Hey Siri, Define Culture

There is a certain sadistic aspect to the English language in that many words have multiple, highly differing definitions. Often, these words look and sound the same, leaving the listener or reader to decide which of their many definitions is most appropriate for the situation. A great example of one of these words is the word “culture.” According to the Merriam-Webster dictionary, culture can be a noun meaning a group’s “customary beliefs, or social norms” among other things, but can also be a verb meaning “to grow in a prepared medium.” In our everyday lives, in particular at Poly, we throw around this word quite often, but I have found that there has been little definition of culture in our community’s context, and little distinction between the two ways this word can be used. 

Administrators, teachers, and students alike often bemoan the flaws of the existing Poly culture. In these contexts, they pull from the first definition of the word –– social norms, the fabric of our impenetrable herd mentality. The underlying misogyny, racism, and homophobia within our community are often under the limelight of these culture-based complaints, and have been the driving force behind many of our recent assemblies, like our visit from activist Jackson Katz. In recent email title lines surrounding everything from supporting athletic teams to cleaning up in Commons, Head of Student Life, Jared Winston, has cited a need to strengthen “cultural health,” acknowledging the current weaknesses in Poly’s current community fabric. There seems to be a concern that “culture” at Poly — the noun form of the word — is fundamentally wrong. In essence, our social norms are incorrect, and must have the flaws banged out of them by endless “culture strengthening” workshops and assemblies. Recently, with the increase in Upstander Workshops and all-school Chapels, this process of cultural correction has felt especially grueling and fruitless. There is a feeling among the student body that no amount of administrative action will truly fix the thing of Poly culture.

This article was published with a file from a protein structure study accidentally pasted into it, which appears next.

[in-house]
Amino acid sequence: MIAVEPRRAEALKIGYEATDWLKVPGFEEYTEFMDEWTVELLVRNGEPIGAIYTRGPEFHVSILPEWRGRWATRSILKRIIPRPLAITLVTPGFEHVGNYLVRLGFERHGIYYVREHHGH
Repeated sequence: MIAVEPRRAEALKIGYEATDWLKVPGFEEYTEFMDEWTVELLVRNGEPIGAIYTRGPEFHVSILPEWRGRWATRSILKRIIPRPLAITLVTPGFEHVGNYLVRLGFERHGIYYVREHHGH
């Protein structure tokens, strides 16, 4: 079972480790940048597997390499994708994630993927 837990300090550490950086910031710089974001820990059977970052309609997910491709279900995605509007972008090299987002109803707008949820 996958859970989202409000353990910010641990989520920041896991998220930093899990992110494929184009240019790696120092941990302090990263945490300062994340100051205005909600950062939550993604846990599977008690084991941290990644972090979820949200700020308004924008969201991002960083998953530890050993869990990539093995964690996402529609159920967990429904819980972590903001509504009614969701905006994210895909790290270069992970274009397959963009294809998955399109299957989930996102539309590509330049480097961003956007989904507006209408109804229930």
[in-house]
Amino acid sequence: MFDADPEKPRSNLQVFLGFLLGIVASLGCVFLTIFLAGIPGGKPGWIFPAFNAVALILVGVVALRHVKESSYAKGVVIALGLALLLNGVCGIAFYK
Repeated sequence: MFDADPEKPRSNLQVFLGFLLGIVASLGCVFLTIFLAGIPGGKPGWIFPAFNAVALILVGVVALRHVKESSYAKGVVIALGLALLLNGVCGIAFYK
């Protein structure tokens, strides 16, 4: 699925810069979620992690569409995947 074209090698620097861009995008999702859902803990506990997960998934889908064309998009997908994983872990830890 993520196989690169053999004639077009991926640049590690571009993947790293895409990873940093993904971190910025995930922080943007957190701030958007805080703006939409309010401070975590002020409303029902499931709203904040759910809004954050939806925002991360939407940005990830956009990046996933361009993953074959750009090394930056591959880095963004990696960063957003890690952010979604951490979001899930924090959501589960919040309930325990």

Perhaps the key to making these attempts at improvements in our community more fruitful is the second definition of culture, the forgotten verbal twin of the more popular noun. “To culture” as a verb runs more along the lines of “to cultivate.” To culture someone or something is to grow within them something alive, something which will outlive the cultivation process itself. At Poly, while we focus heavily on the existing noun of culture –– our community’s norms –– we unfairly discard the other use of the word, the one which means to teach something new rather than to unlearn something that has been incorrectly taught. If we were to focus not on fixing existing culture, but on building and growing a new sense of integrity within Poly students, we’d be much closer to pulling the ugly parts of Poly social framework out by the root. Again, what it takes is planting and nourishing (culturing), a new seed within the Poly community. Why dwell on the flawed object of culture when we have an untouched, unturned stone of verbal culture waiting to save us from social demise? The action of culturing is what is missing from recent attempts to hone our community’s awareness and ethical practices. 

When one encounters a word with multiple definitions, the first step, before using or hearing that word at all, is to understand both definitions. At Poly, we have entirely missed the first step of understanding the dual definition of “culture.” Therefore, it is and will continue to be impossible for us to put our finger on what exactly is wrong with our culture. Or maybe what we should do to encourage culturing.